Now we will accompany Tom up to London. The patient reader will perhaps have understood the condition of his mind when in those days of his sharpest agony he had given himself up to Faddle and champagne. By these means he had brought himself into trouble and disgrace, of which he was fully conscious. He had fallen into the hands of the police and had been harassed during the whole period by headache and nausea. Then had come the absurdity of his challenge to Colonel Stubbs, the folly of which had been made plain to him by the very letter which his rival had written to him. There was good sense enough about the poor fellow to enable him to understand that the police court, and the prison, that Faddle and the orgies at Bolivia's, that his challenge and the reply to it, were alike dishonourable to him. Then had come a reaction, and he spent a miserable fortnight down at Merle Park, doing nothing, resolving on nothing, merely moping about and pouring the oft-repeated tale of his woes into his mother's bosom. These days at Merle Park gave him back at any rate his health, and rescued him from the intense wretchedness of his condition on the day after the comparison of Bolivia's wines. In this improved state he told himself that it behoved him even yet to do something as a man, and he came suddenly to the bold resolution of having, – as he called it to himself, – another "dash at Ayala."
How the "dash" was to be made he had not determined when he left home. But to this he devoted the whole of the following Sunday. He had received a lachrymose letter from his friend Faddle, at Aberdeen, in which the unfortunate youth had told him that he was destined to remain in that wretched northern city for the rest of his natural life. He had not as yet been to the Mountaineers since his mishap with the police, and did not care to show himself there at present. He was therefore altogether alone, and, walking all alone the entire round of the parks, he at last formed his resolution.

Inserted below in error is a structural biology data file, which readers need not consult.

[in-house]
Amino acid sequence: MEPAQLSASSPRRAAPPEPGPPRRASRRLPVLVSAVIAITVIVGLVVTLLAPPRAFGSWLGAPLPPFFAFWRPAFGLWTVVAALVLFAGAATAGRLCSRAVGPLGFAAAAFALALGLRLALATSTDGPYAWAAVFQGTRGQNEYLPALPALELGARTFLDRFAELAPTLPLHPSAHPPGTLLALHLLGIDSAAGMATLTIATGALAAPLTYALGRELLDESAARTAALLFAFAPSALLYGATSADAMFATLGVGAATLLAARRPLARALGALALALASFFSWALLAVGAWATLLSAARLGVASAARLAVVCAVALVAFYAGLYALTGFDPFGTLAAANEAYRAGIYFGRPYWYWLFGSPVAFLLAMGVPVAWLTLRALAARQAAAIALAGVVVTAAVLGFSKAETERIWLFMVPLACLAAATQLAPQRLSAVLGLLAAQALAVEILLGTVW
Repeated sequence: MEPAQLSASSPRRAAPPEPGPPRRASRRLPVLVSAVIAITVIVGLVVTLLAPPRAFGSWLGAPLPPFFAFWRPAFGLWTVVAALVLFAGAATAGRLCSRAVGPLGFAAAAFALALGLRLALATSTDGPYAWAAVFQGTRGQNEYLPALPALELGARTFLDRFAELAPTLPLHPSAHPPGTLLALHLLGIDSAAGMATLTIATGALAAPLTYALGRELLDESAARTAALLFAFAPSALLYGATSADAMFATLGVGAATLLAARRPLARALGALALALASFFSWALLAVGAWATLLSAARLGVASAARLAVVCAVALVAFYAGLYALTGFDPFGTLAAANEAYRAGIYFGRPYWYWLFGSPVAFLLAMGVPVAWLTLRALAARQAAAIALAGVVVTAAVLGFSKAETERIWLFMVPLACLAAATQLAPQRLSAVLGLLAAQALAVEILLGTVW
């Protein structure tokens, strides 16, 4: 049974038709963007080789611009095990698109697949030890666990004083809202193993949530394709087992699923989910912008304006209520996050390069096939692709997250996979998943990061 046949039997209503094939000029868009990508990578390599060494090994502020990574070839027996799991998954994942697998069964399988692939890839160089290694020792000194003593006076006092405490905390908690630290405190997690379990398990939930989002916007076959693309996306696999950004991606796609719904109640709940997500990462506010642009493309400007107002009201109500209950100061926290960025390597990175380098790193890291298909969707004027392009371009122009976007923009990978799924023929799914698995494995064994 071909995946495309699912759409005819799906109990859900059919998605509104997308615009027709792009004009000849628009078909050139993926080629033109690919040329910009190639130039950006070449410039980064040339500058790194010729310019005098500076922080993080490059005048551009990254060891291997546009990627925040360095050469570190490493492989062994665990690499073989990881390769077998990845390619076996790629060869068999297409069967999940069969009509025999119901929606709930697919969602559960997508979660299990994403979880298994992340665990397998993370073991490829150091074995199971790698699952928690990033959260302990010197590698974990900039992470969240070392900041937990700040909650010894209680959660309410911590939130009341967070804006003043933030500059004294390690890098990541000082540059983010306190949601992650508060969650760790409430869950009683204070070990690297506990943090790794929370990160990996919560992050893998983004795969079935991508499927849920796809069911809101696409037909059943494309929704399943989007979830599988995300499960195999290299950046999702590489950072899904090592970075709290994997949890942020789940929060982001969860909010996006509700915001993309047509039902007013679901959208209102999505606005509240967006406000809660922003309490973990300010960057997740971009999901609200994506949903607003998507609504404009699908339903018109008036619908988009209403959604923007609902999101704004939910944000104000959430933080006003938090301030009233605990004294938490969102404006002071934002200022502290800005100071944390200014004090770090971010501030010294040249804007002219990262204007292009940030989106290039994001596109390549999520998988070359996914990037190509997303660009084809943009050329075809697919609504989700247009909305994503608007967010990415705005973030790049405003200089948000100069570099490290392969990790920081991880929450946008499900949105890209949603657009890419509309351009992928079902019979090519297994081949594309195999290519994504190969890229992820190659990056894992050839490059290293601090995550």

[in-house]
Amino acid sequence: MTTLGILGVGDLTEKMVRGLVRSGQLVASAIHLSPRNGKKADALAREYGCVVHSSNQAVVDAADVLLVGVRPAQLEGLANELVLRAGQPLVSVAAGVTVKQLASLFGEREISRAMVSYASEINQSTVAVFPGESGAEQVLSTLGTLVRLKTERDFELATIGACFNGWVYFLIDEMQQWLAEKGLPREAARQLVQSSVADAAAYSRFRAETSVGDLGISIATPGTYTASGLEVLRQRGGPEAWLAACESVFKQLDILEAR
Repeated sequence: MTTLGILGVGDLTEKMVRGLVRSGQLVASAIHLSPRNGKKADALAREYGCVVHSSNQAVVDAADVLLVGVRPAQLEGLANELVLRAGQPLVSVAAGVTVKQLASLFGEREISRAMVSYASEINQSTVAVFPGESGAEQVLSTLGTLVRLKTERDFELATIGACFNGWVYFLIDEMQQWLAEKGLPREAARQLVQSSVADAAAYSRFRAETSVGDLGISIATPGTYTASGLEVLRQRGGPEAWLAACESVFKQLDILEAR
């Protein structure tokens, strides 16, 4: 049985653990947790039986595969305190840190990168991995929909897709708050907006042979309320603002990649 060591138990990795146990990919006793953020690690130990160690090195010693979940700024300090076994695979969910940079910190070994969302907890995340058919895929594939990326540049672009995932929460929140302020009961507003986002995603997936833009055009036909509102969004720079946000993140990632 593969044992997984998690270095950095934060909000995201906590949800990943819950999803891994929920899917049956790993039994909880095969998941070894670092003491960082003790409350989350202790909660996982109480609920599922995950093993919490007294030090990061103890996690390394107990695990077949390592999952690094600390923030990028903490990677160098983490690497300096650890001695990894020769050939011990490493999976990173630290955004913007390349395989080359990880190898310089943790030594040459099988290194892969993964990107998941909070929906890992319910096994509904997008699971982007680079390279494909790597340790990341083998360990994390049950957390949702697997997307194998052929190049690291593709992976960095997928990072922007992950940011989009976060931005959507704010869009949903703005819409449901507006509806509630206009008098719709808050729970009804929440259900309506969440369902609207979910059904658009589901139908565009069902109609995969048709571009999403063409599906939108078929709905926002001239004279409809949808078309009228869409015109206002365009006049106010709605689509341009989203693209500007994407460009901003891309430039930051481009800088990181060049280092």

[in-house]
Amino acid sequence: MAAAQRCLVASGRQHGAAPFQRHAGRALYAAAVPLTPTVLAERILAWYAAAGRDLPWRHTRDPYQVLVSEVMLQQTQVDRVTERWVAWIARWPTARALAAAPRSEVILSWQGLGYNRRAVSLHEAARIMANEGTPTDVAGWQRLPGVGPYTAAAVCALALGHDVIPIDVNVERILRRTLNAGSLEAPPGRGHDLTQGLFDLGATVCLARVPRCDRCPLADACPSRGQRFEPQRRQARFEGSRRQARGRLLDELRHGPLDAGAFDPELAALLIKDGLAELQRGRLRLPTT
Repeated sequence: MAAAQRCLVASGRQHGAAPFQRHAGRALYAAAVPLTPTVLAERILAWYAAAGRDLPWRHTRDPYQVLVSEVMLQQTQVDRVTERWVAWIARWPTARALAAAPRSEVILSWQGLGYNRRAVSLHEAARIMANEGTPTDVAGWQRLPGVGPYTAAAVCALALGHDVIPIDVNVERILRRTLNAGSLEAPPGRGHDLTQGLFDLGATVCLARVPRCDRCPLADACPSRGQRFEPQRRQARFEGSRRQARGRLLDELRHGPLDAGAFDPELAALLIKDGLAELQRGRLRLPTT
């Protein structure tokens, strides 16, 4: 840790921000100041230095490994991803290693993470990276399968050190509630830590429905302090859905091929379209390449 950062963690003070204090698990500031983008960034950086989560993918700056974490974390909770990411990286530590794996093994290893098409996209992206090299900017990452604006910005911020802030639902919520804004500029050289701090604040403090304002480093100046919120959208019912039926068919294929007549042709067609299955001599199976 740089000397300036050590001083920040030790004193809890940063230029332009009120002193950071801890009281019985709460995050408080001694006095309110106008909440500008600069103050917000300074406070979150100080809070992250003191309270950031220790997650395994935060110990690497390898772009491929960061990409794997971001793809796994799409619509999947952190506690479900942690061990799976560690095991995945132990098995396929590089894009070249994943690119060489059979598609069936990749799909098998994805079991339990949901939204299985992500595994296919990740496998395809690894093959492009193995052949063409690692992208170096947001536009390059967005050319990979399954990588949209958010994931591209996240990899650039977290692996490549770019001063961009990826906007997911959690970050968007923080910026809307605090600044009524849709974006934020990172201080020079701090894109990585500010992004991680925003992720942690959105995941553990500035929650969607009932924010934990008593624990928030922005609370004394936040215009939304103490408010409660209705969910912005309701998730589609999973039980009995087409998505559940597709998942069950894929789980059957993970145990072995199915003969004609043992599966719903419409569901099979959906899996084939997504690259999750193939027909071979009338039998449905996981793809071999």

On the following morning when Mr. Dosett entered his room at Somerset House, a little after half-past ten o'clock, he found his nephew Tom there before him, and waiting for him. Mr. Dosett was somewhat astonished, for he too had heard of Tom's misfortunes. Some ill-natured chronicle of Tom's latter doings had spread itself among the Tringle and Dosett sets, and Uncle Reginald was aware that his nephew had been forced to relinquish his stool in Lombard Street. The vices of the young are perhaps too often exaggerated, so that Mr. Dosett had heard of an amount of champagne consumed and a number of policemen wounded, of which his nephew had not been altogether guilty. There was an idea at Kingsbury Crescent that Tom had gone nearly mad, and was now kept under paternal care at Merle Park. When, therefore, he saw Tom blooming in health, and brighter than usual in general appearance, he was no doubt rejoiced, but also surprised, at the change. "What, Tom!" he said; "I'm glad to see you looking so well. Are you up in London again?"
"I'm in town for a day or two," said Tom.
"And what can I do for you?"
"Well, Uncle Reginald, you can do a great deal for me if you will. Of course you've heard of all those rows of mine?"
"I have heard something."
"Everybody has heard," said Tom, mournfully. "I don't suppose anybody was ever knocked so much about as I've been for the last six months."
"I'm sorry for that, Tom."